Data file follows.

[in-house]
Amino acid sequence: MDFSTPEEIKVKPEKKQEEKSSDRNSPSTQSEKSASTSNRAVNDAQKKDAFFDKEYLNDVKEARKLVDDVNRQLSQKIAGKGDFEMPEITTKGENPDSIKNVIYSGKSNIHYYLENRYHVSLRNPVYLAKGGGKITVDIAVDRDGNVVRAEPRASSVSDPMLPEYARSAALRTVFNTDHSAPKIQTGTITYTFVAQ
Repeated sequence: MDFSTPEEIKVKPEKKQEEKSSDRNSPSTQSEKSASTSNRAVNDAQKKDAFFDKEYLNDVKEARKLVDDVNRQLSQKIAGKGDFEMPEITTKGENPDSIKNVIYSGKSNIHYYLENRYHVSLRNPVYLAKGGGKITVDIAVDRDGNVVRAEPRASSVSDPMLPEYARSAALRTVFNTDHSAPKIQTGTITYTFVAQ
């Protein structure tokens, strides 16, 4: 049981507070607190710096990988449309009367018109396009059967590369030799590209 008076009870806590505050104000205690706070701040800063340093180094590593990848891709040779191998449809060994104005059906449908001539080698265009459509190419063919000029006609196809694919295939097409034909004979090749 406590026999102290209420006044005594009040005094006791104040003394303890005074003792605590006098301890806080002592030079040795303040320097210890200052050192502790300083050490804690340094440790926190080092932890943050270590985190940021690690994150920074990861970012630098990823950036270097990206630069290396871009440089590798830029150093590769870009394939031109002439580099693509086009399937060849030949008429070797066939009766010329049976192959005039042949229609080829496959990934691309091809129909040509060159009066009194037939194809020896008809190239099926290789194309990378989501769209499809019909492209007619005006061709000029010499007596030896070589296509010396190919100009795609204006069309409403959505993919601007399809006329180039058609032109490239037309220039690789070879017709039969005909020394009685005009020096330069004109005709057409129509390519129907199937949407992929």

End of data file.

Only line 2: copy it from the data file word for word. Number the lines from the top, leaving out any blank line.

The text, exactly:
Amino acid sequence: MDFSTPEEIKVKPEKKQEEKSSDRNSPSTQSEKSASTSNRAVNDAQKKDAFFDKEYLNDVKEARKLVDDVNRQLSQKIAGKGDFEMPEITTKGENPDSIKNVIYSGKSNIHYYLENRYHVSLRNPVYLAKGGGKITVDIAVDRDGNVVRAEPRASSVSDPMLPEYARSAALRTVFNTDHSAPKIQTGTITYTFVAQ